I am a birdwatcher from Indore. I have been birding actively for years – whenever the opportunity arises, I make my way to the wetlands found around the city. I often go to the Yeshwant Sagar Lake, around 25km from Indore City. It is a freshwater reservoir spanning around 14,000 hectares, formed by a dam on the Gambhir River. The lake is surrounded by fields of wheat, soya bean, corn, pulses and vegetables.
It is a popular spot for birdwatchers – the backwaters have plenty of shallow areas and reed beds, good for waders and other waterfowl. Many species of ducks, herons, ibis, jacanas, swamphens are seen round the year. From July to September one can see large heronry (nesting colonies) of Cattle Egrets, Little Egrets, Intermediate Egrets and Little Cormorants in the village adjacent to the lake. Around the same time, one can also see huge colonies of Baya Weavers nesting on the Babool (Vachellia nilotica) tree. As the water level recedes in the lake in summer season, many islands are formed, which serve as great nesting sites for the River Terns and Little Terns. The shallow water pools with submerged vegetation and the reed beds attracts a large number of migratory birds in winter. Ducks such as the Northern Shoveller, Northern Pintail, Gadwal, Cotton Teal, Garganey, Brahminy Shelduck arrive in large numbers.
But it is because of the year-round presence of Sarus Cranes around the lake that Yeshwant Sagar has been a designated an Important Bird Area (IBA) since 2002. The Sarus Crane is the tallest flying bird in the world. Both male and female birds are grey, with red heads and necks, although the adult males are slightly larger. The Sarus Crane is the state bird of Uttar Pradesh, but it is also found in Haryana, Punjab, Rajasthan, Gujarat and Madhya Pradesh. With an estimated 8000-10000 birds in the Indian subcontinent, it is categorised as a vulnerable species by the IUCN.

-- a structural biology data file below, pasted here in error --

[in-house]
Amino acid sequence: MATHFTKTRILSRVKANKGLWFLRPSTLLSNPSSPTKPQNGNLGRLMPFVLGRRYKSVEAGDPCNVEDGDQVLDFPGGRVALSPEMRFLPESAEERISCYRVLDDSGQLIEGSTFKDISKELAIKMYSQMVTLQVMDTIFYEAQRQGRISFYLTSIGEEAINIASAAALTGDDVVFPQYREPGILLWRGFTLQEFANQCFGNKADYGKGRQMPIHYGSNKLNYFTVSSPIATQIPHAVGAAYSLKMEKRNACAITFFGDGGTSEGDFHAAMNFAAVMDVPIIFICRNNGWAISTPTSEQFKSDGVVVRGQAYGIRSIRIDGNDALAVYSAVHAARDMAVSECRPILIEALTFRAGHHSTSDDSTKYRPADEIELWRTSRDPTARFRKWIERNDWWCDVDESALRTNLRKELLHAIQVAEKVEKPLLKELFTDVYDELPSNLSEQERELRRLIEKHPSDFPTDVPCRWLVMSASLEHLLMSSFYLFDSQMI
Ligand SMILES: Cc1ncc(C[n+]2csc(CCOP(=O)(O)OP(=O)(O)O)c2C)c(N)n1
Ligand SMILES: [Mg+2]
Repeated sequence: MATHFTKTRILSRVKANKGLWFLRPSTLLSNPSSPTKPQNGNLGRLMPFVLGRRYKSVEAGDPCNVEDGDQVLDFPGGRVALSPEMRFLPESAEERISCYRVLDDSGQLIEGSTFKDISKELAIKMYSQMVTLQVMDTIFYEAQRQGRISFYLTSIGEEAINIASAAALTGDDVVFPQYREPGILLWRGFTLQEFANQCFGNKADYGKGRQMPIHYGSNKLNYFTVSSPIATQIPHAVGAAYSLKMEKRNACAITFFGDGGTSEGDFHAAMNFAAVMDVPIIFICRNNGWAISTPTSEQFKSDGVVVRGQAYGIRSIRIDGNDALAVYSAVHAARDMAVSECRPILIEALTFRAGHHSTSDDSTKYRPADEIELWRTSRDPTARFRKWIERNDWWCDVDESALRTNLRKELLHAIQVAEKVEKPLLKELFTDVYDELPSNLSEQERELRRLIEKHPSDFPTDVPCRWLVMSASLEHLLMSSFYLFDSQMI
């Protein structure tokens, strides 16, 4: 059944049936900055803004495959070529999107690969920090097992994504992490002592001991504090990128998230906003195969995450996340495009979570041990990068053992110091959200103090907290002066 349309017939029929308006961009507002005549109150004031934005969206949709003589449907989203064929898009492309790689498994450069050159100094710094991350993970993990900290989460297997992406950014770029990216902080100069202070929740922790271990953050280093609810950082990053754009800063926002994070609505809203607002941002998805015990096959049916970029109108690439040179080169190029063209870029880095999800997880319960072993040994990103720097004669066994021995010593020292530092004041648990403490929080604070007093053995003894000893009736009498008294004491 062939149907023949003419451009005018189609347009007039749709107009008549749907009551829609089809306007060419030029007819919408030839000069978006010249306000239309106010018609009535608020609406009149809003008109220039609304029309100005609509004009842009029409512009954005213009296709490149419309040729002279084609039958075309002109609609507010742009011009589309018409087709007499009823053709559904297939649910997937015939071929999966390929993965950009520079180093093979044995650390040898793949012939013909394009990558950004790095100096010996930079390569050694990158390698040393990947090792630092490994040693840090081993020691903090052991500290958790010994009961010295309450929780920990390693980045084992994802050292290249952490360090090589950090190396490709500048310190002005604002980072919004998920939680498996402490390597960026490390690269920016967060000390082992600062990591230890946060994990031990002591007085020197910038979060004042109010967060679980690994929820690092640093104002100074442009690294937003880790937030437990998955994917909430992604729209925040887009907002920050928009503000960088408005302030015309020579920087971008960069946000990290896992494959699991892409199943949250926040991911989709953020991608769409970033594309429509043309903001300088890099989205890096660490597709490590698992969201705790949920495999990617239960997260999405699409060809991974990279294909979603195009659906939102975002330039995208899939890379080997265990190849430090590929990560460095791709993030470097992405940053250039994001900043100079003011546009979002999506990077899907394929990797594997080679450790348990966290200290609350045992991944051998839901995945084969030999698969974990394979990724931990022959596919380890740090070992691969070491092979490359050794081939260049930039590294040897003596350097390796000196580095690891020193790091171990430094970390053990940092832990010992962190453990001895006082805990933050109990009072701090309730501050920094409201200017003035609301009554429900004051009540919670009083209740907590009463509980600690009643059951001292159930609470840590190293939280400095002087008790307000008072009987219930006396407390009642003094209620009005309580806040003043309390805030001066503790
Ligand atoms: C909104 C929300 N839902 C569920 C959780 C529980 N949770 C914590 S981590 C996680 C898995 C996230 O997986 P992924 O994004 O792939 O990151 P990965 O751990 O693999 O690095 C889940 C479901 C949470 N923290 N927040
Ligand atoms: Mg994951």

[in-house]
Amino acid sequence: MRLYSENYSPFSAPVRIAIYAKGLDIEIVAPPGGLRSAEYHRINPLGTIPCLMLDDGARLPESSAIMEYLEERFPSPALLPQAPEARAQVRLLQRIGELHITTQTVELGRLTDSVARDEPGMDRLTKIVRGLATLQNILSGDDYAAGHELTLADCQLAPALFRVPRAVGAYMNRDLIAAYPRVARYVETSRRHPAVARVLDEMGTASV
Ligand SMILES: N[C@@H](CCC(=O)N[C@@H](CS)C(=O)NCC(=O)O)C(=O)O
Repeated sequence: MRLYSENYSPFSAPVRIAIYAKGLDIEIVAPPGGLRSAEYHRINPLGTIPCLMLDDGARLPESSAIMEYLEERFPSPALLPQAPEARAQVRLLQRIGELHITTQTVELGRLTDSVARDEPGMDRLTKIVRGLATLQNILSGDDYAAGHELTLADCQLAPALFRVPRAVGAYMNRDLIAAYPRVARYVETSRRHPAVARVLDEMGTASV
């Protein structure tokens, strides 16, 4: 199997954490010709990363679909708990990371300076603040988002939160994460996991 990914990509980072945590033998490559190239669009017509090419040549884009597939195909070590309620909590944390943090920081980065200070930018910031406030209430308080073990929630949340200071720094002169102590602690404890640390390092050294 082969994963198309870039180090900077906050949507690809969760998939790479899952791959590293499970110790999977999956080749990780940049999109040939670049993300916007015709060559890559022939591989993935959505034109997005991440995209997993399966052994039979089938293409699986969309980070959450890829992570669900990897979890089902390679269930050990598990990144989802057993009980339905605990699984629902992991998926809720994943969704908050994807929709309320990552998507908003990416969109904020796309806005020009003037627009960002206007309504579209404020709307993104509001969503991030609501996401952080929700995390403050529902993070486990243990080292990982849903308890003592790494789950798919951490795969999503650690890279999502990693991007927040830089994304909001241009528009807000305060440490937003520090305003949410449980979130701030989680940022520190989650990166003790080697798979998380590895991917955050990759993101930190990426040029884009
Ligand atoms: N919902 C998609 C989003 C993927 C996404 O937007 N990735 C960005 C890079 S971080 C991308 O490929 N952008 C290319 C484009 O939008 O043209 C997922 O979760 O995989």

In my numerous visits to the lake, I have never missed seeing these majestic birds, roaming in the vast agricultural fields on the periphery of the lake. I have been going there to observe them since 2008. I have always been fascinated by their charming courtship displays, and their sheer size – they can grow up to 1.8m in height, attain a wing span of around 2.5m and can weigh up to 10kg.
The first time I was struck by their sheer beauty was in 2009, when I was birding with my son and we saw a pair of Sarus Cranes foraging in a field. The birds find plenty of food in the lake and adjoining fields – they feed on a variety of roots and tubers as well as vertebrates and amphibians. As we approached, they became aware of our presence and started to move away. We decided not to proceed any further – instead, we just lay down behind a reed bed and waited patiently in the hope of seeing them up close and capturing some good photographs. To our utter surprise, they came quite close to us and we had the chance to make a wonderful set of snaps of them foraging, calling and dancing. Another occasion that comes to mind is a time when I was hiding behind a bush to take some photographs of a Pheasant-tailed jacana, and from nowhere, a pair of Sarus Cranes suddenly flew very low above me and landed nearby. That was the first time I really comprehended the enormous size of these birds. Although I couldn’t take any photographs of the moment because of the reeds between us, I felt blessed to see these huge birds right next to me.